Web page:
VR as a platform
Most theme park rides aren't updated within their first year. That's the advantage, and the promise, of media-based attractions, particularly those that use virtual reality. Developing software is hard, but it's arguably easier than tearing a rollercoaster down and adding an extra loop in the middle. Like any modern video game, the VR acts as a foundation, a platform that can be slowly updated and built on over time.
Reveley says periodic updates were "discussed in the early days" of the Ghost Train project. He recalls a review session soon after the ride opened, whereby everyone, Brown included, started to talk about "all of the fun things we could do to take it forward." What started as "just a loose brainstorm" turned out to be critical, as many of those ideas were eventually developed and incorporated into the new "Rise of the Demon" update.
There's a balance, however. The draw of the Ghost Train is its complexity, and the bespoke nature of its design. All of the different elements were conceived and developed with each other in mind. It's the culmination of these ideas -- and how they create one fluid, continuous experience -- that makes the ride so unique. Altering the VR part is, therefore, no easy task. A valuable update needs to work with and, ideally, enhance the other components.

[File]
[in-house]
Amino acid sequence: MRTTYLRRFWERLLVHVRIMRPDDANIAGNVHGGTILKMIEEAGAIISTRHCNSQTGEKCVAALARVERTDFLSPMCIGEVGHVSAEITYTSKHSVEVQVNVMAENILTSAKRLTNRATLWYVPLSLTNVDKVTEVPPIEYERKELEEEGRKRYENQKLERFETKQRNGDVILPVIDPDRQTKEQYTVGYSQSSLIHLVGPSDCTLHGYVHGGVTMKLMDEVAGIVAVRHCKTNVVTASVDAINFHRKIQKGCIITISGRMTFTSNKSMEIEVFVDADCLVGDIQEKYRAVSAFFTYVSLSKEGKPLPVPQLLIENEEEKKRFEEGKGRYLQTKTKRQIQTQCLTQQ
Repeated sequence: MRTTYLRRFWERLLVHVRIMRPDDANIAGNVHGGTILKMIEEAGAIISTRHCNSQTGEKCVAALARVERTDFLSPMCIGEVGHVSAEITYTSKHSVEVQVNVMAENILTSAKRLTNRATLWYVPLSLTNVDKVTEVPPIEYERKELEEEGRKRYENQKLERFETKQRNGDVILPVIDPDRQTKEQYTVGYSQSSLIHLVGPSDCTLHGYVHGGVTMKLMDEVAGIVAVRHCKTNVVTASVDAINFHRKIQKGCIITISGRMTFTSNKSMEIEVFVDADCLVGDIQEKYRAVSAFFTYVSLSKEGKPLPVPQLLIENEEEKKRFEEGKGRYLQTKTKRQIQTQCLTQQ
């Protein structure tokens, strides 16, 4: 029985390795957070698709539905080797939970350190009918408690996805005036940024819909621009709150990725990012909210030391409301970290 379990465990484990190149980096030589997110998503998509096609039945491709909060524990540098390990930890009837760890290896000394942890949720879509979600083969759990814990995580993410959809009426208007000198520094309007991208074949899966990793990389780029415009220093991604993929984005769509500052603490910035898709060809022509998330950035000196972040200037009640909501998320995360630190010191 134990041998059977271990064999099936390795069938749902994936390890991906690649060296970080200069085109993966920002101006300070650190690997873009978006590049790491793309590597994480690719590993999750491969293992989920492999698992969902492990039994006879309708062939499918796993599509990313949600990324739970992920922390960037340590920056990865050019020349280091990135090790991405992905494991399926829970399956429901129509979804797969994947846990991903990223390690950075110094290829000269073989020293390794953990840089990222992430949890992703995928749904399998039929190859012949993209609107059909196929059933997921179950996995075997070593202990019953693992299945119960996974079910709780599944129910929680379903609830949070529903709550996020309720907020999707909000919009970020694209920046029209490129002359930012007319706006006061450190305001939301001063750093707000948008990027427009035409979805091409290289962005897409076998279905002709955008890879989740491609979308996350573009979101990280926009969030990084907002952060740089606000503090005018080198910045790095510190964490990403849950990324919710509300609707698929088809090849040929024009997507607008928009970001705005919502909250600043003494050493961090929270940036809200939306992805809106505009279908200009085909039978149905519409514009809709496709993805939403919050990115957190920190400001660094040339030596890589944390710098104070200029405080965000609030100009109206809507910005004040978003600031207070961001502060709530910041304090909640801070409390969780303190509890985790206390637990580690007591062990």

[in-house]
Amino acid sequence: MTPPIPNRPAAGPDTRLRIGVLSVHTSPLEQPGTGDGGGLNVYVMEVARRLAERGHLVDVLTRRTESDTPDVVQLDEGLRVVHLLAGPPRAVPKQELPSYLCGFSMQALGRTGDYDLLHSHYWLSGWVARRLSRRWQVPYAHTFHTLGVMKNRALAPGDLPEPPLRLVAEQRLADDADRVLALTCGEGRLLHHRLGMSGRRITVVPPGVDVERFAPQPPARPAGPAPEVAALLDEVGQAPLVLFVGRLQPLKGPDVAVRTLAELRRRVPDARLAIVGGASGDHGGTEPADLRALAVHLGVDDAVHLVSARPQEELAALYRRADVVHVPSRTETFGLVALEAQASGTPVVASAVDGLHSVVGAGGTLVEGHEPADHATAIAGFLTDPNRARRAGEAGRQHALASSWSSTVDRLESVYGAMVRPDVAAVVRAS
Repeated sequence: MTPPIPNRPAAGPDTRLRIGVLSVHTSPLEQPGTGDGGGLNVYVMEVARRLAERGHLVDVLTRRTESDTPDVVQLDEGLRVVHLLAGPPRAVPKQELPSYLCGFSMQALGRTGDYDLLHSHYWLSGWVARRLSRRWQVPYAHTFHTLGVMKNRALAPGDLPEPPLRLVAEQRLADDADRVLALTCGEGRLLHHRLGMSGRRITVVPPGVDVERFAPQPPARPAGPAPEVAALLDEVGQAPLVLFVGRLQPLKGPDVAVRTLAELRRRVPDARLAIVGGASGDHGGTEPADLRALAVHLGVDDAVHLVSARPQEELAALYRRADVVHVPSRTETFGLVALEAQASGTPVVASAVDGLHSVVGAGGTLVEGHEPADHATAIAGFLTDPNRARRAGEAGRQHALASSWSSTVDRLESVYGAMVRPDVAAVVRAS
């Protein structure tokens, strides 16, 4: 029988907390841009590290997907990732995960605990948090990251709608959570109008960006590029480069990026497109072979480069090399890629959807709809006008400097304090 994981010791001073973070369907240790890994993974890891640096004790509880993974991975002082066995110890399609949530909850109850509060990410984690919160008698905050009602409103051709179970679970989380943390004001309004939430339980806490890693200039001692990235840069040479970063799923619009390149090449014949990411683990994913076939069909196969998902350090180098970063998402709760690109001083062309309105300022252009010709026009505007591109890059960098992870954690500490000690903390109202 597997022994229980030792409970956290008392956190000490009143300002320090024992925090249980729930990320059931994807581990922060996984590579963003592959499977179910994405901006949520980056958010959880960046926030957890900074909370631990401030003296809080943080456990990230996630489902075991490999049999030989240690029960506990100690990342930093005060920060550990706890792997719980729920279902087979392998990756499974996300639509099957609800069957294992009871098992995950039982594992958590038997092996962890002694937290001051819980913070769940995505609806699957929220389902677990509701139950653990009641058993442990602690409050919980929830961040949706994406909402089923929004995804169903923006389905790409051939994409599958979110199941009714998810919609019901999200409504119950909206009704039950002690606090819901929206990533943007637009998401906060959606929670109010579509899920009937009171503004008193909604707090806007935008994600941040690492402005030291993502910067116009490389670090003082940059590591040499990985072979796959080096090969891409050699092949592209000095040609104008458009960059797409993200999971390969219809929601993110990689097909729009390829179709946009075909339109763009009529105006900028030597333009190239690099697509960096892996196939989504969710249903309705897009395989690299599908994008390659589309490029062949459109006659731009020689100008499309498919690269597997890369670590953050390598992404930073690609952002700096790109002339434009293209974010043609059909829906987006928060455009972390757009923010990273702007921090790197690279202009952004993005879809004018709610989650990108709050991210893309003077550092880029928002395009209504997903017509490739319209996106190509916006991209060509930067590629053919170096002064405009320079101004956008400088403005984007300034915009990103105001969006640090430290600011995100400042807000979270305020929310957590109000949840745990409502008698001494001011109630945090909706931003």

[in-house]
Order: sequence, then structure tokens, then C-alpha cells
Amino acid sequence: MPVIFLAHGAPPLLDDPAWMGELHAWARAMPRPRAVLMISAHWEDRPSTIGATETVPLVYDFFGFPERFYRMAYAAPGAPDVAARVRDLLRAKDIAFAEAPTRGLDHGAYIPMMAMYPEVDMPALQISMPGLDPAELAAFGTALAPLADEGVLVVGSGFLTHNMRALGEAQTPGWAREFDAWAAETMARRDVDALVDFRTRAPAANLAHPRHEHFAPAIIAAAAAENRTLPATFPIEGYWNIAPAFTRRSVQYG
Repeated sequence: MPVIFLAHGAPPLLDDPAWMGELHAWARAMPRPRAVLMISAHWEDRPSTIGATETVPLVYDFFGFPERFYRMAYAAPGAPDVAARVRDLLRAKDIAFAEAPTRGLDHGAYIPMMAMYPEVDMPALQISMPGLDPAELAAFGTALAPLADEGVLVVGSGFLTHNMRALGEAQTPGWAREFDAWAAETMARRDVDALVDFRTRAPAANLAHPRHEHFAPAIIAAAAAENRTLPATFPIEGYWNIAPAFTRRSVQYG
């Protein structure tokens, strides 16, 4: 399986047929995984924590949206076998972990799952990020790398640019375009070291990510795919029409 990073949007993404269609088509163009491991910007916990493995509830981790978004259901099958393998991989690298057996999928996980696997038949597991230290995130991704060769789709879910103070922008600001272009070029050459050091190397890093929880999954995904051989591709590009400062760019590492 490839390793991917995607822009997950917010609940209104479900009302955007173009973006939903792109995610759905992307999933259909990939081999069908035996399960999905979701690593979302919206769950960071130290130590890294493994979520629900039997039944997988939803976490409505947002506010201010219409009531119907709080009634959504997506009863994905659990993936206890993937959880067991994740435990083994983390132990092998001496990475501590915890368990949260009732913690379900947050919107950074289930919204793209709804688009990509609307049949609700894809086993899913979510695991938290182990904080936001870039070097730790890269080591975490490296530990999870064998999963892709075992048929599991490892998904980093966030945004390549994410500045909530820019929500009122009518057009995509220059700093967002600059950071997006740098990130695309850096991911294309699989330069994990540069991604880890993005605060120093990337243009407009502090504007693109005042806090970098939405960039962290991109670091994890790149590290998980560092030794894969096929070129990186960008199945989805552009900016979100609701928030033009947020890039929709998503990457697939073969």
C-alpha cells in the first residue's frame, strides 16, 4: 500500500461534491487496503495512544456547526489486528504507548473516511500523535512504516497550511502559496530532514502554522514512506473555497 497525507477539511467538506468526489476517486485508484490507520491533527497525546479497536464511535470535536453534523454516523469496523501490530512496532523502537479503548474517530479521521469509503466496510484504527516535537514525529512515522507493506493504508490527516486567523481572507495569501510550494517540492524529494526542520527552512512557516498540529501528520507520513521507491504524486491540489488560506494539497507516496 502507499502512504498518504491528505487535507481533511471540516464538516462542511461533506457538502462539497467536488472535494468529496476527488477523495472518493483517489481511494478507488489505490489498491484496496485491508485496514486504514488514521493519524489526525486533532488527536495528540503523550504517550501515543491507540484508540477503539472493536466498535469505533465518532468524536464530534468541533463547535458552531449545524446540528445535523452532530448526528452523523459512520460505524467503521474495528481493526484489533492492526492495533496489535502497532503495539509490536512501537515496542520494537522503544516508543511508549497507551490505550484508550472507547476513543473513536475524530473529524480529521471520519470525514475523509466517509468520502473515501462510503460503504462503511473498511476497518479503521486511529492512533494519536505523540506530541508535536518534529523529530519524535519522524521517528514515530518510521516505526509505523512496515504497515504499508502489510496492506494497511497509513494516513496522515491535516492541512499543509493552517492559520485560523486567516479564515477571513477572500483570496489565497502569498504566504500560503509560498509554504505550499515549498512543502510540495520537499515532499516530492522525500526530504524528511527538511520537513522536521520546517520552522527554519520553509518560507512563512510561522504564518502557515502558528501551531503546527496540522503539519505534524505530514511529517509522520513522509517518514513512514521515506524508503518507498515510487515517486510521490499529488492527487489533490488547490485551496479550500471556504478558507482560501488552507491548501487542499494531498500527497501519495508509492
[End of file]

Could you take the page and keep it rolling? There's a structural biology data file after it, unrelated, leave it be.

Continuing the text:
Figment relished the challenge, however. "When you have those boundaries placed upon you, it makes you more creative," Reveley said. "If you can do absolutely anything you want, no-one knows where to start half the time! So actually, the constraints of the format of the ride are perfectly fine. Most of the greatest rides in the world, they follow a certain format. The Ghost Train is a really unique format, but it's one that's got plenty of versatility to it, in terms of how the content can be updated."
For Figment, it was also important to maintain the original ride's story and lore. The Ghost Train presents a world where humanity has gone too far in its lust for energy. The harmful gas that's being extracted from the planet's core, and it's effect on the public -- all of that came together in a story which, while perhaps unoriginal, was more ambitious than your average haunted house or roller coaster.
"It's not like we've ripped up the story and started again," Reveley explains. "A lot has been said about Derren's input on the first version. You know, this was his story, it was always his story. I know for some people it wasn't necessarily what they were expecting, but then that's what Derren is about! Surprising people. This new content, is still absolutely part of that original world that he wanted to create."
The focus instead was always on the fear factor. Rise of the Demon was a chance for the team to take a second crack at VR horror. An experience that's more than a video game, that's more than a movie, and more than a piece of immersive theatre. "There are some horror film nuts out there that have probably seen everything you could possibly imagine," Reveley says. "But by going a bit darker, I think we're going to expand the range of people who are genuinely scared of this thing."